And the good eatin’ in Atlantic City last weekend continued…
Thanks to restaurateur Stephen Starr, some of Philly’s better restaurants have made their way to the casinos. One of these is Buddakan, a fusion of many Asian cuisines that has been doing great business for a number of years on the other side of the Delaware. Lisa and I had eaten at the Philadelphia location once before, so we were never in a rush to try the one in AC. Lisa’s folks were staying over in Atlantic City, and they had recently been to this Buddakan and had enjoyed it very much, so we all got together for a late lunch. The first thing that jumps right out at you visually at either location is the big gold Buddha statue in the back of the restaurant. Can’t help but see it. The ceiling is dark blue with little white lights for stars, a style that’s all over the place in AC (The Quarter, Caesars, etc.), but still sets a nice mood.
After taking our seats in a booth in the back of the restaurant, we started off with some drinks. Although I have never been a big fan of Japanese beers, I went for the Hitachino Nest White Ale, a Japanese spin on a Belgian-style witbier. And, I have to say, it was pretty well executed. The finish was still a little lacking, which is why I’m usually disappointed with beers from Japan, but overall a pretty good beer. I ended up having two, by the way. Lisa was still on a sake kick from Izakaya the night before, so she ordered a glass of Kaika Kaze No Ichirin (“Flower In Wind”). She found this sake to be crisp and floral, with a little bit of sweetness.
First up, the appetizers: two types of dumplings and some spring rolls. I really enjoyed the wild mushroom dumplings with truffle sauce. Earthy with a touch of sophistication. Lisa found them to be rich and intense, but they might not be for everyone. Her mom thought they were very salty, but we think she may have just gotten a bad bite.The folks had raved about the chicken and ginger dumplings with a sesame dipping sauce, so we got those as well. And they were right to have been raving; I really liked these little crescent pillows of love. Lisa thought they were almost perfect; you could actually taste the ginger, but not overwhelmingly so. The only thing that would have made them better would be substituting pork for chicken. I like her thinking. With the Cantonese spring rolls with shrimp and chicken, that made us 3-for-3 in tasty appetizers: hot and crisp, not greasy like your typical takeout fare, and with big chunks of shrimp and ground chicken.
On to the main dishes! We had ordered a series of main courses and shared them family-style. I’m a sucker for fried rice, regardless of whether it’s in a upscale restaurant or just out of a takeout carton at home, so I may not be the best judge of how good fried rice should be. The crab fried rice we ordered was very good, I thought, but I also wouldn’t go out of my way to get it again. Lisa also thought it was good, but not as good as she was expecting. They didn’t skimp on the fresh crabmeat, but overall it tasted like something she could easily whip up at home.The chicken and shrimp pad thai, however, is something that never comes out right when we whip it up at home, no matter what recipe we’ve used. Buddakan’s version is very tasty with just enough spice. Lisa thought it was just darned good pad thai – nuff said.Another dish that our folks had enjoyed before was the hot and sour scallops with sweet corn, tofu and black mushrooms. Again, a very well-prepared dish; the scallops were firm and tender, not too dry or chewy. Lisa also thought that they were prepared perfectly, with nice caramelization on the outside. She also thought the sauce was a heavenly combination. The only negative was getting a few grains of sand in the scallops.The crowning glory of the lunch was certainly the Asian BBQ pork with Chinese broccoli and panko-crusted onion rings. Yummity yum yum. Nice little pieces of grilled tenderloin goodness…and those onion rings – oh my were they ever good. According to Lisa, this was the one dish that had us all licking the plate clean. Even the broccoli was well-prepared, and you could argue that it delivered the sauce better than the pork and had absorbed the pork’s juices.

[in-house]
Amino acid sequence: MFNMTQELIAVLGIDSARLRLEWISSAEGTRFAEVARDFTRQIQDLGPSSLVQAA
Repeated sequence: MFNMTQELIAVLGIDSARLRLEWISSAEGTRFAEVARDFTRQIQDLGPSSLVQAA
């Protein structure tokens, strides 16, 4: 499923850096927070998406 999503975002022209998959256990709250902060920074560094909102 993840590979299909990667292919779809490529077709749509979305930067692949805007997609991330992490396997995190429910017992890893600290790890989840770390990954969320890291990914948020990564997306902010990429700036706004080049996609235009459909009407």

Dessert? Sure, why the hecks not. The prize for the best-looking dessert would certainly go to the chocolate pagoda. It was a little house of chocolate! It’s true, I tells ya! Seriously, though, it was a nice presentation – and very delicious. Lisa enjoyed the five varieties of chocolate: cake, ice cream, ganache, syrup and the cookie thingamajig on top. Yow. We also got the “Zen”-ful donuts (heh heh), which looked kind of bland in comparison to the Little House of Chocolate, but they were very good all on their own. Even Lisa admitted that she wanted much, much more of these little babies. She very much enjoyed the creamy vanilla custard embraced by a perfectly fried little doughnut-served HOT (oh, my) with cinnamon sugar. Who needs sex?(Did she just say that? Wow.)Notice in the below photo the already empty plate behind the pagoda?
Y’know, she makes a fair point. We did tear through those donuts pretty quickly.
I know that Buddakan is no longer the latest and greatest, and some may even call the place a bit trite. I just care about the food, thankyouverymuch, and they’re still doing a very good job in that area.